In the past month, two neat projects have been started by freelance science communicators in an effort to change the public's perception of science and scientists.
#IAmScience was started by Kevin Zelnio, whose goal was to let scientists explain their personal journey into the subject. In his original post, Kevin shared the experiences that initially sidelined his pursuit of science and drew on a recent talk at Science Online (which I swear I will go to one of these years). The hashtag #IAmScience lets tweeters share their stories in 140 characters or fewer; here's mine. Or you can email him with a longer story, which will appear on the I Am Science tumblr.
This Is What a Scientist Looks Like was started by Allie Wilkinson, whose goal was to change the idea that scientists are all bespectacled, grey-bearded men in white lab coats. For Valentine's Day, Allie also solicited "Dear Science" love letters, which are all very meet-cute. Allie's site was picked up by Scientific American today ("What a Scientist Looks Like"), and I was excited to lend her the photograph of me and a little blurb about my love for science.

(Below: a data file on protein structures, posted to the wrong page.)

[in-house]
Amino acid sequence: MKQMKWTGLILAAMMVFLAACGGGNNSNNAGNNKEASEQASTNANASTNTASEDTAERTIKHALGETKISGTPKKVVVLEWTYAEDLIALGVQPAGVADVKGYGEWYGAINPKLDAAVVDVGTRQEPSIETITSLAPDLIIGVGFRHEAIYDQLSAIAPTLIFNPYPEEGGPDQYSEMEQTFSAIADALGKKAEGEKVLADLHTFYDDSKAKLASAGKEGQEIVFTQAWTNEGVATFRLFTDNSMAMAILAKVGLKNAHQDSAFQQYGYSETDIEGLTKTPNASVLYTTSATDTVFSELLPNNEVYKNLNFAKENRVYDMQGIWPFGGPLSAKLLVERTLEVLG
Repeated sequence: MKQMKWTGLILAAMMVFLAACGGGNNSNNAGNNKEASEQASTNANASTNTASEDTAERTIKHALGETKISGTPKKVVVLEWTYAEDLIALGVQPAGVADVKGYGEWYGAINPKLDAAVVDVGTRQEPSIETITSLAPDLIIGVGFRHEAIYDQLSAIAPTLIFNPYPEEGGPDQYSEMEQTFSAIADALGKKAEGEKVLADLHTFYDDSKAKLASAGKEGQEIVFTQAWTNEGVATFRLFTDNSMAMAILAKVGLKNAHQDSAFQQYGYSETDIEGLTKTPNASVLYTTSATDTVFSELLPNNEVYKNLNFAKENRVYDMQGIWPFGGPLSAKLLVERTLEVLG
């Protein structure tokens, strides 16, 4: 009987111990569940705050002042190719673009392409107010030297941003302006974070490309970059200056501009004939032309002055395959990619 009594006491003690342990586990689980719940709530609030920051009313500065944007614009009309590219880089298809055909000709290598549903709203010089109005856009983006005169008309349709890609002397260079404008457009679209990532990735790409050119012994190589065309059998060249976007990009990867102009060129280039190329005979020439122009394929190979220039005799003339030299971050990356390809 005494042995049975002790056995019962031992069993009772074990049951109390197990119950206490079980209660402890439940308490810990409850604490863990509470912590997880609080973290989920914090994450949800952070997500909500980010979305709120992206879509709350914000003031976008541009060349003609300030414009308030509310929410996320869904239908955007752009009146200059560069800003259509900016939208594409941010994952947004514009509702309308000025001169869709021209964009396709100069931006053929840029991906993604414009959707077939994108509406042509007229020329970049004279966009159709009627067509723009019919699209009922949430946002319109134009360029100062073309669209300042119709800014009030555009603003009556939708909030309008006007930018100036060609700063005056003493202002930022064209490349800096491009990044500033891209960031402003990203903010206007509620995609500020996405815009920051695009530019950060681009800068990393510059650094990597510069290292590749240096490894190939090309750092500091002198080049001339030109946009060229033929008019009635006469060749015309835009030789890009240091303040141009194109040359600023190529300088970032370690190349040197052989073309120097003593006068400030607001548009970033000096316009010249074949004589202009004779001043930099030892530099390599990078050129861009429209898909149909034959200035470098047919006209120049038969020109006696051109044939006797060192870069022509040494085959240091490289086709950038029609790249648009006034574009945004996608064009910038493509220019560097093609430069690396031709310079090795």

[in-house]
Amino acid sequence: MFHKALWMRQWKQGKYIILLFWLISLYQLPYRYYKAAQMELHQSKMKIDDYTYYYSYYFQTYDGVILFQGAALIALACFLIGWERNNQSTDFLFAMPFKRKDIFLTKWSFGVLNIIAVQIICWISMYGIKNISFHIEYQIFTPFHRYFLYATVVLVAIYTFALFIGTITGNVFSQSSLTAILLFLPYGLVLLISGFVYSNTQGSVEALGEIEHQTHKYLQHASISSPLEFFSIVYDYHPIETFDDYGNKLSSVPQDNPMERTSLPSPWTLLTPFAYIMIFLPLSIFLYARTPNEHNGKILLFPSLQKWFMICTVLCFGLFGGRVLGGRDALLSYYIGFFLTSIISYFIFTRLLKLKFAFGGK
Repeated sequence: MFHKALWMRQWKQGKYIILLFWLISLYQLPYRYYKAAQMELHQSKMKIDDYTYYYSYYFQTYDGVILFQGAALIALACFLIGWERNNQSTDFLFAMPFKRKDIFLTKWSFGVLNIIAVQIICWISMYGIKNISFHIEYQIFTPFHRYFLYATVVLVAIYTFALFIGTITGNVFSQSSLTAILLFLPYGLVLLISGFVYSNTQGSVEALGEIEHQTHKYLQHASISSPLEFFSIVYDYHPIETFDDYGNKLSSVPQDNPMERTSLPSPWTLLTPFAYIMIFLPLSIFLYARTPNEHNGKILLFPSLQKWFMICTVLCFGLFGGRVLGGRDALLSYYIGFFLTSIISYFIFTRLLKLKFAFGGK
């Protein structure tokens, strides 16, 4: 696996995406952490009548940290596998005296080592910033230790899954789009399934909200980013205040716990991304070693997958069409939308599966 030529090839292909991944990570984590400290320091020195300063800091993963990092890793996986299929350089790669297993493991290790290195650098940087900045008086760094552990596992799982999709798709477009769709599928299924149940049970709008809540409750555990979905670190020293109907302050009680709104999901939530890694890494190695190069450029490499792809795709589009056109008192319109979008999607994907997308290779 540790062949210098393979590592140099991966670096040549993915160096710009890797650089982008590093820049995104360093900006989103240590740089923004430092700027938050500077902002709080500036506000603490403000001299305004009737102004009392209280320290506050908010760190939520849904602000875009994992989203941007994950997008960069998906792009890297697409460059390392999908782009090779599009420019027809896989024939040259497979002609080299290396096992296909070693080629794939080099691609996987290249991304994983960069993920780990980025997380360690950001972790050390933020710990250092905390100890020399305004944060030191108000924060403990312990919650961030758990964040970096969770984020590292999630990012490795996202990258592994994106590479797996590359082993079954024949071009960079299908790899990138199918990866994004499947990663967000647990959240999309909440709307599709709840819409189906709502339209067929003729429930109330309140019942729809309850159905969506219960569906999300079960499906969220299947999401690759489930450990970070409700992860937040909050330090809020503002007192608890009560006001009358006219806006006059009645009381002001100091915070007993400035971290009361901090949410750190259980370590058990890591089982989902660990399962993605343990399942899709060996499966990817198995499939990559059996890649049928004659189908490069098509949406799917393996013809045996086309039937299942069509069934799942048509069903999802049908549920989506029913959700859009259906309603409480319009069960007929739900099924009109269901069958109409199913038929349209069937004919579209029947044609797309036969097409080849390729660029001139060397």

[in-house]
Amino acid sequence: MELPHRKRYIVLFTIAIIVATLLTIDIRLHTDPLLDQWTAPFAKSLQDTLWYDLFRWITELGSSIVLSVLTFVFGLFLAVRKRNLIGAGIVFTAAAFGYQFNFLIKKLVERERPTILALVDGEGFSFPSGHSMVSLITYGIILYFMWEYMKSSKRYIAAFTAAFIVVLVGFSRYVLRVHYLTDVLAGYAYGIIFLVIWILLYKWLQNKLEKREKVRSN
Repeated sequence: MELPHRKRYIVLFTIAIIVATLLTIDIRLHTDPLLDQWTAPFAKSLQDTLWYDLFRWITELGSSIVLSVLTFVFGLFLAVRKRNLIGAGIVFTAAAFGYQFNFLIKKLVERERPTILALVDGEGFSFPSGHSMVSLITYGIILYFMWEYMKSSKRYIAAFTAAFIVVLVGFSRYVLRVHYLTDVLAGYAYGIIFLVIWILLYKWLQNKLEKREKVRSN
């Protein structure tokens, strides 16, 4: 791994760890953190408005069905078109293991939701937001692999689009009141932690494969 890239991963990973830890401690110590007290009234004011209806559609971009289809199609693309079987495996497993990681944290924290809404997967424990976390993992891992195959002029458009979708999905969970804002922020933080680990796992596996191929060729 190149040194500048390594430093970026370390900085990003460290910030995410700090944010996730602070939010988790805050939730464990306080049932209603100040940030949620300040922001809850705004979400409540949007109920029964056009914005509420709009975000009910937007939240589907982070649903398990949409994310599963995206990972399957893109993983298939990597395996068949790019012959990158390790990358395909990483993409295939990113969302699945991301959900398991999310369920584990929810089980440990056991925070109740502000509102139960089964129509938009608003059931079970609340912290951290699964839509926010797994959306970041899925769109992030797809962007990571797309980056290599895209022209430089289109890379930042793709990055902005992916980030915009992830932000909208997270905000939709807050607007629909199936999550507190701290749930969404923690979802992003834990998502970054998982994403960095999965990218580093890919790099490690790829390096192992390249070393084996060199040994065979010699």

Only half a dozen of us have contributed to Allie's site, so currently This Is What an Anthropologist Looks Like:
(Top, L to R) - Megan McCullen (archaeologist, ethnohistorian); Josephene & Rebecca (archaeologists); Christopher Schmitt (biological anthropologist); (Bottom, L to R) - Laurie Kauffman (primatologist); Kait G. (biological anthropologist); and me (bioarchaeologist).
Both Kevin's and Allie's projects are great ways for anthropologists to contribute to fixing the public's perception of science and scientists. So if you haven't already tweeted about #IAmScience, go do it. And if you haven't sent in a picture to This Is What a Scientist Looks Like, go do it. Let's anthropo-morphize science and show the many cool things we do!